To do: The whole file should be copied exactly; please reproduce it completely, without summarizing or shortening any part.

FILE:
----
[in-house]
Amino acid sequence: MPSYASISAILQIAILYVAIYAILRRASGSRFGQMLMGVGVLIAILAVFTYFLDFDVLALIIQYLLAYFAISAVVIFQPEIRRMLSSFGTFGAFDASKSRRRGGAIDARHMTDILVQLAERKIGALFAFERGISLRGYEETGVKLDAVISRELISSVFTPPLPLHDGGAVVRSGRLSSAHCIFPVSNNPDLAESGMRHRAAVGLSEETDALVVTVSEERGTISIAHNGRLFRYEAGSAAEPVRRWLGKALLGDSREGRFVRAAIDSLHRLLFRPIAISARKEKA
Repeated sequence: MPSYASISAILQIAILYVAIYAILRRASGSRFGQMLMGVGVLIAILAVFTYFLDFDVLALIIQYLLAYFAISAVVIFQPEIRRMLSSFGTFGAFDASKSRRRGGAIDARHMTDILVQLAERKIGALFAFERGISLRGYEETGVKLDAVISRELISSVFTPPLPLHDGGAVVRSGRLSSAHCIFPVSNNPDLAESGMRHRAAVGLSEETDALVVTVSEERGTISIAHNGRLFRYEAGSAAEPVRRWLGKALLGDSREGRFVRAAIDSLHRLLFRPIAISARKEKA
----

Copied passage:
[in-house]
Amino acid sequence: MPSYASISAILQIAILYVAIYAILRRASGSRFGQMLMGVGVLIAILAVFTYFLDFDVLALIIQYLLAYFAISAVVIFQPEIRRMLSSFGTFGAFDASKSRRRGGAIDARHMTDILVQLAERKIGALFAFERGISLRGYEETGVKLDAVISRELISSVFTPPLPLHDGGAVVRSGRLSSAHCIFPVSNNPDLAESGMRHRAAVGLSEETDALVVTVSEERGTISIAHNGRLFRYEAGSAAEPVRRWLGKALLGDSREGRFVRAAIDSLHRLLFRPIAISARKEKA
Repeated sequence: MPSYASISAILQIAILYVAIYAILRRASGSRFGQMLMGVGVLIAILAVFTYFLDFDVLALIIQYLLAYFAISAVVIFQPEIRRMLSSFGTFGAFDASKSRRRGGAIDARHMTDILVQLAERKIGALFAFERGISLRGYEETGVKLDAVISRELISSVFTPPLPLHDGGAVVRSGRLSSAHCIFPVSNNPDLAESGMRHRAAVGLSEETDALVVTVSEERGTISIAHNGRLFRYEAGSAAEPVRRWLGKALLGDSREGRFVRAAIDSLHRLLFRPIAISARKEKA